This complexity within the world government separates the anime from becoming an episode-to-episode storyline. Along with their quest to find the One Piece, they also deal with the immensely corrupted economic and political system in which the world operates. This keeps the story compelling and justifies a thousand chapters necessary to correct the system. Oda also has an excellent way of making this matter very personal. The government is a vast antagonistic force that constantly collides with Luffy’s dream of freedom, making the audience invest much more into the story.
Along with the very convoluted corruption, a vibrant history shows how the world government was founded. However, the celestial dragons try their best to keep it hidden. This history is written down on large cube stones called poneglyphs. Due to the poneglyphs being very old, the record has been written in an ancient language that nobody else but Robin can read and understand. These poneglyphs contain history about the Void Era, which was 800 to 900 years away from the current time in One Piece. Along with the world’s true history, it also contains directions toward the Laugh Tale. In this place, the One Piece is supposedly located.
This adds another layer of storytelling that the author can use to create even more content and ideas. Since the poneglyphs also tell where the end goal is, it also implies to the audience that the anime is not just aimlessly going from island to island. The plan seems tangible now, and they’re not just wasting their time on an anime with no end. Eventually, they will find the One Piece; it will take a lot of time to unravel the whole mess.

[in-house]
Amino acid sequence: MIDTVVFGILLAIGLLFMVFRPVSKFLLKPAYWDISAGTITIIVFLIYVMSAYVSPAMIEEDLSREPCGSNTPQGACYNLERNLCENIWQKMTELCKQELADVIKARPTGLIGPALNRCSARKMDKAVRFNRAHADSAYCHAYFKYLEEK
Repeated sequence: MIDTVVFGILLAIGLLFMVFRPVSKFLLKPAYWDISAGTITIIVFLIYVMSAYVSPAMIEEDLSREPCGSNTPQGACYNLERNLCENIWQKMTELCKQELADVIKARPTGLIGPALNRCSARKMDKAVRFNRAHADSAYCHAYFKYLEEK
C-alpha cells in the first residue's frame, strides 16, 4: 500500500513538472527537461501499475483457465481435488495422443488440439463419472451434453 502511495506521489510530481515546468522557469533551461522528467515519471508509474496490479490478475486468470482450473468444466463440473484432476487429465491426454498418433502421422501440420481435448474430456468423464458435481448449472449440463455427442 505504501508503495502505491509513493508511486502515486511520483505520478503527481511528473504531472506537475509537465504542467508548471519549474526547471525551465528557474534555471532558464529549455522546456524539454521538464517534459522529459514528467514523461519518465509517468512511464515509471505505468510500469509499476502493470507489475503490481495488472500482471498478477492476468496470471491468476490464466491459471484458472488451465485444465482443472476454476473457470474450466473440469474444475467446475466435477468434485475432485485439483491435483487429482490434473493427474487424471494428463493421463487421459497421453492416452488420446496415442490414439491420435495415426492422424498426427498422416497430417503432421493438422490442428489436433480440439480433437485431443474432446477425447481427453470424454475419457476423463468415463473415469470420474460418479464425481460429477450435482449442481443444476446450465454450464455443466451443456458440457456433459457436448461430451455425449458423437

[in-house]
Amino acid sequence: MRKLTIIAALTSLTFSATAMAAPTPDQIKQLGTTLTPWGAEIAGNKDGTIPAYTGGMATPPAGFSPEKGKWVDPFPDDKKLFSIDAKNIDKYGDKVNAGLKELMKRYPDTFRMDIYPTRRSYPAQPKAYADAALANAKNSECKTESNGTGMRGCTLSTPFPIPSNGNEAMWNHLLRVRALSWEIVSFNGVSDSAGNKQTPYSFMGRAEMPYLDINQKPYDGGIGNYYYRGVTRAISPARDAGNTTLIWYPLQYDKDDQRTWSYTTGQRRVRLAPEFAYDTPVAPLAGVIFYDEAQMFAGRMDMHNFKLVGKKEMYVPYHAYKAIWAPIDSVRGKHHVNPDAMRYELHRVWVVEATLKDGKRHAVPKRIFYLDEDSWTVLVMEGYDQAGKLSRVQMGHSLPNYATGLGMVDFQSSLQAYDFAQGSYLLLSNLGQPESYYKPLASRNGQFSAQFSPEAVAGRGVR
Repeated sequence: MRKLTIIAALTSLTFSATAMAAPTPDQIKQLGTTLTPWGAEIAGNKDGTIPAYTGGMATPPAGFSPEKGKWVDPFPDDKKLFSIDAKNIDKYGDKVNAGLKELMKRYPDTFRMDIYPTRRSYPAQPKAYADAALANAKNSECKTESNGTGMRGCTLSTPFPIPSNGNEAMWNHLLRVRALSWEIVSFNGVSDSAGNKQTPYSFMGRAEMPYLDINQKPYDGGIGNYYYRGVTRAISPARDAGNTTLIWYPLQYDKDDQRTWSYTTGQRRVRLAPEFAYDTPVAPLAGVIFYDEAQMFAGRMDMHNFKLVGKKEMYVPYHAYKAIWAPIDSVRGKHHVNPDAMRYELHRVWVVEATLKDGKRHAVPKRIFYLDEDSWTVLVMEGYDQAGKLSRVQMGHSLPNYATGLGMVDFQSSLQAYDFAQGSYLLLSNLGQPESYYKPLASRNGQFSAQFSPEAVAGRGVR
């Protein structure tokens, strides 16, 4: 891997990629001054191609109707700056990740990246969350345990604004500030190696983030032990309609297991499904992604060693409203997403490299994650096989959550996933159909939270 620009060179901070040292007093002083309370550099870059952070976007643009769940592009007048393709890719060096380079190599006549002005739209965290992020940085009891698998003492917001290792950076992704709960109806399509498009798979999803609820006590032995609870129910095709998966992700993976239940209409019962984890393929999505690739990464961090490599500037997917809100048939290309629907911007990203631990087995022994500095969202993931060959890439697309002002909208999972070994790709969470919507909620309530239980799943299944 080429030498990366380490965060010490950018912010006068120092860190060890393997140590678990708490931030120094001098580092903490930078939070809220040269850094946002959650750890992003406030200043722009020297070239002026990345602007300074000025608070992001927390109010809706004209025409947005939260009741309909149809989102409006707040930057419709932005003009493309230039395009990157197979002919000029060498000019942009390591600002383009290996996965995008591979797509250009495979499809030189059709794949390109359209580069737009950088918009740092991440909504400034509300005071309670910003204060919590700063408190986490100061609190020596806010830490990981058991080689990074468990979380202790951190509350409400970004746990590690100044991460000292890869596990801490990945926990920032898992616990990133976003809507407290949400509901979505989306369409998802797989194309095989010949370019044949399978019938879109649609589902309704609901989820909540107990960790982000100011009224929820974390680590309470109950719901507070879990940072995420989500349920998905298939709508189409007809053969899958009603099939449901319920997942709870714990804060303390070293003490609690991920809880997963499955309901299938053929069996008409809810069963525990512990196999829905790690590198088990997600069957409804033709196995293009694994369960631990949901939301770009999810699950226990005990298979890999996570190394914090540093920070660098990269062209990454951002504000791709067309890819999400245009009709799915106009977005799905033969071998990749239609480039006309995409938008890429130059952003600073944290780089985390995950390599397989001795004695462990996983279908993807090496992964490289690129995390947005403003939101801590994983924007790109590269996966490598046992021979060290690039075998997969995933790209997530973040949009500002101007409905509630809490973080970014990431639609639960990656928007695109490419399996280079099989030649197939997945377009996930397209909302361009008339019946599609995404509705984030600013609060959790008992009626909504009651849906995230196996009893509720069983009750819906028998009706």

So to sum it up, One Piece has become one of the most trending anime even after 23 years because of its exciting, dangerous, and convoluted world. Oda has masterfully set up this world so that anything can exist without losing its immersion, as long as it fits on an island. The world is also under the submission of an immense evil force, the World Government and its complicated systems, so the heroes will always have some action. And to add a sense of direction, he has used the world’s history in the form of giant cube rocks to reveal the truth of the world and the location of the One Piece, which is the end goal.
Last Updated on September 20, 2022 by Yu Alexius
So One Piece is great because it has an incredible amount of plot armor? This is not a good enough argument for me to commit to watching the series. I teach high school and so many of my students over the years have tried to get me to watch it and no one has been successful, yet. I even grew up reading Shonen Jump and couldn’t be bothered to read it. I need more convincing. Now that being said, I have not watched an episode of One Piece. My students recommended Naruto and that one I did watch an episode of. Top ten betrayal there. I was incredibly let down.